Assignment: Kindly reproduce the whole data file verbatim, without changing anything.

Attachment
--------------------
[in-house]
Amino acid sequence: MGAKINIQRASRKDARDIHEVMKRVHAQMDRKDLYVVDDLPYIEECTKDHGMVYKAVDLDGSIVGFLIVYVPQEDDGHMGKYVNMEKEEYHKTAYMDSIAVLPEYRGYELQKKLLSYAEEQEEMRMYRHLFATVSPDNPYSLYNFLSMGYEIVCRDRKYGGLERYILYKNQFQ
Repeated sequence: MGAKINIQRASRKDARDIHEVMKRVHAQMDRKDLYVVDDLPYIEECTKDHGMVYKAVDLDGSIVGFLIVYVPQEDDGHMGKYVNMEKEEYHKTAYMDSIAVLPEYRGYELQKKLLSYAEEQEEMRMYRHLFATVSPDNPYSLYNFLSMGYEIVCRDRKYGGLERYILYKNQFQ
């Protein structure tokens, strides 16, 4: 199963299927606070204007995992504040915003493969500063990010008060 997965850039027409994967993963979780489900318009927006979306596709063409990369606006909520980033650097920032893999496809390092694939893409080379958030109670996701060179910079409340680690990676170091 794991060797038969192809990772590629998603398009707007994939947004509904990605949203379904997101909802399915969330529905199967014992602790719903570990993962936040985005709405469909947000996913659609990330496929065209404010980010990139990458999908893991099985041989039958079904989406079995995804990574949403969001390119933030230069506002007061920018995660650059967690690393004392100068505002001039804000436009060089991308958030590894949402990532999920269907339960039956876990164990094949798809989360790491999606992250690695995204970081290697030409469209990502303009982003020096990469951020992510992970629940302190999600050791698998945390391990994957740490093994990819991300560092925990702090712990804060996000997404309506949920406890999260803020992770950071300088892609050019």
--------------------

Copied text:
[in-house]
Amino acid sequence: MGAKINIQRASRKDARDIHEVMKRVHAQMDRKDLYVVDDLPYIEECTKDHGMVYKAVDLDGSIVGFLIVYVPQEDDGHMGKYVNMEKEEYHKTAYMDSIAVLPEYRGYELQKKLLSYAEEQEEMRMYRHLFATVSPDNPYSLYNFLSMGYEIVCRDRKYGGLERYILYKNQFQ
Repeated sequence: MGAKINIQRASRKDARDIHEVMKRVHAQMDRKDLYVVDDLPYIEECTKDHGMVYKAVDLDGSIVGFLIVYVPQEDDGHMGKYVNMEKEEYHKTAYMDSIAVLPEYRGYELQKKLLSYAEEQEEMRMYRHLFATVSPDNPYSLYNFLSMGYEIVCRDRKYGGLERYILYKNQFQ
């Protein structure tokens, strides 16, 4: 199963299927606070204007995992504040915003493969500063990010008060 997965850039027409994967993963979780489900318009927006979306596709063409990369606006909520980033650097920032893999496809390092694939893409080379958030109670996701060179910079409340680690990676170091 794991060797038969192809990772590629998603398009707007994939947004509904990605949203379904997101909802399915969330529905199967014992602790719903570990993962936040985005709405469909947000996913659609990330496929065209404010980010990139990458999908893991099985041989039958079904989406079995995804990574949403969001390119933030230069506002007061920018995660650059967690690393004392100068505002001039804000436009060089991308958030590894949402990532999920269907339960039956876990164990094949798809989360790491999606992250690695995204970081290697030409469209990502303009982003020096990469951020992510992970629940302190999600050791698998945390391990994957740490093994990819991300560092925990702090712990804060996000997404309506949920406890999260803020992770950071300088892609050019």